In a flock, sick birds are driven off or pecked to death by their family. This is why most birds mask illness, pretending to be healthy until the brink of death. Even domestic birds such as chickens will conceal weakness. It’s common for a keeper to detect that an individual chicken is sick only when it’s too late to do anything to help it—the bird continues to behave as a robust hen until moments before she dies.
Because we live on the Pacific shore, my husband and I come upon storm-battered birds each winter, caught unprotected in winds they didn’t have the strength to resist. Too weak to fight any longer, they leave the flock and settle alone on the shore, resigned to death. Over the years we have attempted rescues of gulls, grebes, cormorants, and murres. Sometimes they respond to our care. With the guidance of the local wildlife agency we fed an unfledged rhinoceros auk for two weeks and then turned him over to a shelter to complete his rehabilitation. Other birds survived after resting a few hours in our yard. Mostly they die.
Within the flock, any show of weakness is a death warrant. With no expectation of pity from their own kind, they resist revealing themselves.
My mother behaved like that. Her cheerful optimism concealed ferocious independence. Although I was present several times when Mom fell and talked to her daily, she always hid her weakness from me when she could. I learned of her colonoscopy only after the polyps were removed and found benign. The breast biopsy was revealed only after tests proved the lumps were “nothing to be concerned about, but I thought you should know.” She didn’t expect to live to see the year 2000. By then she’d outlived every relative of her generation. Terrified of allowing others control, she almost never accepted help or took advice. When someone suggested what she should do and why, she would do the opposite. Even when she asked for an opinion, she rarely acted on a suggestion.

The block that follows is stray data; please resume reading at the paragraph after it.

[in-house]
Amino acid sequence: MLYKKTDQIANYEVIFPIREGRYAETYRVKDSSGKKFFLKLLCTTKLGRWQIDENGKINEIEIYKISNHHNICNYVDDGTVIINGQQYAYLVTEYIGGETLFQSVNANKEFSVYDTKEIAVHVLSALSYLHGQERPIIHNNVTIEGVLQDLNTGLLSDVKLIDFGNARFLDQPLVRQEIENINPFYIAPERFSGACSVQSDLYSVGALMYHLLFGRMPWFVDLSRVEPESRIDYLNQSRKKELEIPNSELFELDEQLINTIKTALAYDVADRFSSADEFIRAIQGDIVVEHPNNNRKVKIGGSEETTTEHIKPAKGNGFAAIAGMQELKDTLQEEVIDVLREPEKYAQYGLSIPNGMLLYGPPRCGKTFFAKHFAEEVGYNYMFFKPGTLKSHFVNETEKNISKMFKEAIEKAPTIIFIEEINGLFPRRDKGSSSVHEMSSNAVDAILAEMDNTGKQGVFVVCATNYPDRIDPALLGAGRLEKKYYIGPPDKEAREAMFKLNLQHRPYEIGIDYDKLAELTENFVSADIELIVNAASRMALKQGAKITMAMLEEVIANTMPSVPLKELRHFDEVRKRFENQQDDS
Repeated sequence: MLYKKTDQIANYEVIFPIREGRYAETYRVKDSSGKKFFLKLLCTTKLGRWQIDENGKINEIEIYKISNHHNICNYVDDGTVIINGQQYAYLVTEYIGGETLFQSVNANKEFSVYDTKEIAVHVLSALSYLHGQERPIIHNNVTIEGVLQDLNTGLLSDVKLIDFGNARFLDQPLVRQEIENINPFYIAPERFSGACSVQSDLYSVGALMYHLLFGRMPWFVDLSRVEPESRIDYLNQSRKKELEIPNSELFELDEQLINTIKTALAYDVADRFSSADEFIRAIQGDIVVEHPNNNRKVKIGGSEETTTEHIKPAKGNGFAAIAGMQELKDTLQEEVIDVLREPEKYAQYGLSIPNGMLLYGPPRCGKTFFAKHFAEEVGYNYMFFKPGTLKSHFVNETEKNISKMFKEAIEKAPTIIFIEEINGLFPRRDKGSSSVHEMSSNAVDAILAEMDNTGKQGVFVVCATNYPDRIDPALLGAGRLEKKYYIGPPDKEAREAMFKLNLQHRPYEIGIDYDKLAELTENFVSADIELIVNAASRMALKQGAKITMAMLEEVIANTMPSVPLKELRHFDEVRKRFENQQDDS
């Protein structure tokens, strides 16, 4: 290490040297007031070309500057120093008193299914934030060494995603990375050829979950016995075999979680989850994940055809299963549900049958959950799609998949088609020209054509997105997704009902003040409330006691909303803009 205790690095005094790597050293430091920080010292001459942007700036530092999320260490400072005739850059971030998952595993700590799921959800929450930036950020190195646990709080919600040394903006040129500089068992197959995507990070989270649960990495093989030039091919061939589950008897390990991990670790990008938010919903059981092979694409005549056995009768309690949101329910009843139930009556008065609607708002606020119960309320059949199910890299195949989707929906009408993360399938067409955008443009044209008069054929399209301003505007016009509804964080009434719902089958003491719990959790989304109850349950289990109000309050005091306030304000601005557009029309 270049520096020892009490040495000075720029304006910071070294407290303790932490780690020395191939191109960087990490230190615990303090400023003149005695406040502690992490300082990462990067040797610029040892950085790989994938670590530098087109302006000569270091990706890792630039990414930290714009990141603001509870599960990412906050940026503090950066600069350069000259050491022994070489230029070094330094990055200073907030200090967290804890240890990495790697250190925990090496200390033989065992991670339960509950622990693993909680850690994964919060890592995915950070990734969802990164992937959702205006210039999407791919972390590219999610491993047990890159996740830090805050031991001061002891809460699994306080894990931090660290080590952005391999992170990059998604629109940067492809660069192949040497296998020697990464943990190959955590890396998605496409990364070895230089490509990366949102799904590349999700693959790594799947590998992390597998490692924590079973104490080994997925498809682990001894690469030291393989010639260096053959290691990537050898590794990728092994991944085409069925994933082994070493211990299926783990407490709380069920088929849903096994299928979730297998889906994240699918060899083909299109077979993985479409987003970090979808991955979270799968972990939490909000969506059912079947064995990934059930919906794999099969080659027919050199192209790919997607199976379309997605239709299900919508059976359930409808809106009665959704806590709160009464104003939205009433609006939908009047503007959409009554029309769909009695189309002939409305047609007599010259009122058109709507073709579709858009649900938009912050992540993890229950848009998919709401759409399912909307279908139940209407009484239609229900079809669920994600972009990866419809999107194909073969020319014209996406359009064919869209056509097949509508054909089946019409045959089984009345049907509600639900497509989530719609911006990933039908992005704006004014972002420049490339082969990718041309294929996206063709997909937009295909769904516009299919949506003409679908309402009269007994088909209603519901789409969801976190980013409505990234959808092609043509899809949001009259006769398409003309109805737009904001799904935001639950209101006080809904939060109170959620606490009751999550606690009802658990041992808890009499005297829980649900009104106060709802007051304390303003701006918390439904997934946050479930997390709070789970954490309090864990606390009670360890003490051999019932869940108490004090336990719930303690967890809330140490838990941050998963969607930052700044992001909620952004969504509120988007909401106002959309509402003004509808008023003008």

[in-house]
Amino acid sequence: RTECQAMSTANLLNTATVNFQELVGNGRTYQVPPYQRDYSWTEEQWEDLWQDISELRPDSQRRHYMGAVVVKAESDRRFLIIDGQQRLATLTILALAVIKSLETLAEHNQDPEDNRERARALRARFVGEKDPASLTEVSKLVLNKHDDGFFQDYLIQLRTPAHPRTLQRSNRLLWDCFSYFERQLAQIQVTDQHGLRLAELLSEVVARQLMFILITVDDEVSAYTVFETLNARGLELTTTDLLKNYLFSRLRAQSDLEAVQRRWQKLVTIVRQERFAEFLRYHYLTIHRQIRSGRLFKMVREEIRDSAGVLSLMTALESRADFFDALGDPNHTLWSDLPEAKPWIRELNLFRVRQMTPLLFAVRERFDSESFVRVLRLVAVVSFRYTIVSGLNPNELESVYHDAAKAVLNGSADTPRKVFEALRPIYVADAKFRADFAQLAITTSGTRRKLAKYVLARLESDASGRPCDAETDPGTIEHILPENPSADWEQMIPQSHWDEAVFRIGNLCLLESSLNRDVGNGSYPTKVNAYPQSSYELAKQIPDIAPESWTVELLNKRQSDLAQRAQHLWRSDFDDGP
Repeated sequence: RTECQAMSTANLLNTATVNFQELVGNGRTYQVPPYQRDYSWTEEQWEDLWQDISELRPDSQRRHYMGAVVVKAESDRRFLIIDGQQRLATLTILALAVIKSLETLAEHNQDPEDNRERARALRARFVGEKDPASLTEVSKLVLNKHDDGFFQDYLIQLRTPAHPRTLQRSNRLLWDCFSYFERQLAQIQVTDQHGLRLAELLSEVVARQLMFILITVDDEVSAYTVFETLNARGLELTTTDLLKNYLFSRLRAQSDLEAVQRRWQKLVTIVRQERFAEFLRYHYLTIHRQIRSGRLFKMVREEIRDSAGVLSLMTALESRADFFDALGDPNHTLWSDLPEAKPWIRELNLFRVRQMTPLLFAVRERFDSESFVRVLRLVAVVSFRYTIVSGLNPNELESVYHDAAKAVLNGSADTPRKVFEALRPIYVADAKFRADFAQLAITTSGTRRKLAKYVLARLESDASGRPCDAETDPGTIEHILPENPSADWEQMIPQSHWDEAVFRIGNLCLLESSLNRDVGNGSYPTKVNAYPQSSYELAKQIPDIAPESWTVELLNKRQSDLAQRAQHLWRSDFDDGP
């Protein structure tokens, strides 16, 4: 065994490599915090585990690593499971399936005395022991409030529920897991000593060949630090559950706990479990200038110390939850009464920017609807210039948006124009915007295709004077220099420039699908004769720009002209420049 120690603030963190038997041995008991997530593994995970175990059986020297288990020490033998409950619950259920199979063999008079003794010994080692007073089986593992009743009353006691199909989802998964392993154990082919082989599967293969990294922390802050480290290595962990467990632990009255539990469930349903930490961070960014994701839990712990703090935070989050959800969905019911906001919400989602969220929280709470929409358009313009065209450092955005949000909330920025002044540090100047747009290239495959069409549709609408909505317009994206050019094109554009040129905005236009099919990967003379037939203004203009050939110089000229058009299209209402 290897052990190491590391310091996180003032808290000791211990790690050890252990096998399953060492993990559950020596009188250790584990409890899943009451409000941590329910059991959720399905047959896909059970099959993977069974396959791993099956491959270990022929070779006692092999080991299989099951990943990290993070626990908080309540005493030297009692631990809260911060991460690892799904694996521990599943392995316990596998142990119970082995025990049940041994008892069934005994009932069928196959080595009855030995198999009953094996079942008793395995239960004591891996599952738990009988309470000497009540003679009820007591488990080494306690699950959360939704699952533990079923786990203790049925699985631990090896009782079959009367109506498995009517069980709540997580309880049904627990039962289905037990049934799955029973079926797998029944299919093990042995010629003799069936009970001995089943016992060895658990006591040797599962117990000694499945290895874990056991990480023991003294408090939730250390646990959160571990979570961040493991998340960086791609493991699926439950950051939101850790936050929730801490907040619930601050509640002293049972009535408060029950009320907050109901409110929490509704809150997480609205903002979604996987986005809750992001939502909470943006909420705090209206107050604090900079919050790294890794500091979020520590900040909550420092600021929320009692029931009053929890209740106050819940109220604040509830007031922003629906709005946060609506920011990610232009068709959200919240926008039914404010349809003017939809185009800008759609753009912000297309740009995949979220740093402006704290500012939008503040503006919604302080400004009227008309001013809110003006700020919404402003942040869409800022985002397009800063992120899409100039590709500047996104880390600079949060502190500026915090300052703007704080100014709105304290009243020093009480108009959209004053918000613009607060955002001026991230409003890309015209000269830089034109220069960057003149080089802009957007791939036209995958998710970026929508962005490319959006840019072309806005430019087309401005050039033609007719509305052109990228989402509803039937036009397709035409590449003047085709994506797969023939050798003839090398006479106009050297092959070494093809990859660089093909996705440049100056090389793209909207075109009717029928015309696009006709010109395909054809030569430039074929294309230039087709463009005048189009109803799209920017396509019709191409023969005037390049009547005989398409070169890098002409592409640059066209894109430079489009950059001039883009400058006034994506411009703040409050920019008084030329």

In May of 2002, Mom drove to the Post Office to pick up her mail and realized she didn’t have the strength to get out of the car. A week later she had back surgery in Portland and shortly after that was moved briefly to “Long Term Care” at the local hospital. Once home again, she needed help to do almost everything, but she accepted assistance only under her terms. From her chair in the living room she would shout instructions to my husband and me about preparing toast or coffee, sorting her laundry, sweeping the floor. Twice a week, visiting physical therapists gave her lists of exercises she would not do. Thursdays the occupational therapist cleared her floors to make her pathway safer from falls and by Friday Mom had put everything back. She would not use her walker. She would not take her pain pills. Although she tracked her vitamins and bowel movements, she would not eat the recommended diet or drink water at all. She lied to her doctor—which I know because she invited me to go with her for check-ups. Every couple of weeks she went to the ER for constipation. Her back healed slowly but when she became strong enough to move unaided, she fell and broke her hip while running to answer the phone before the third ring.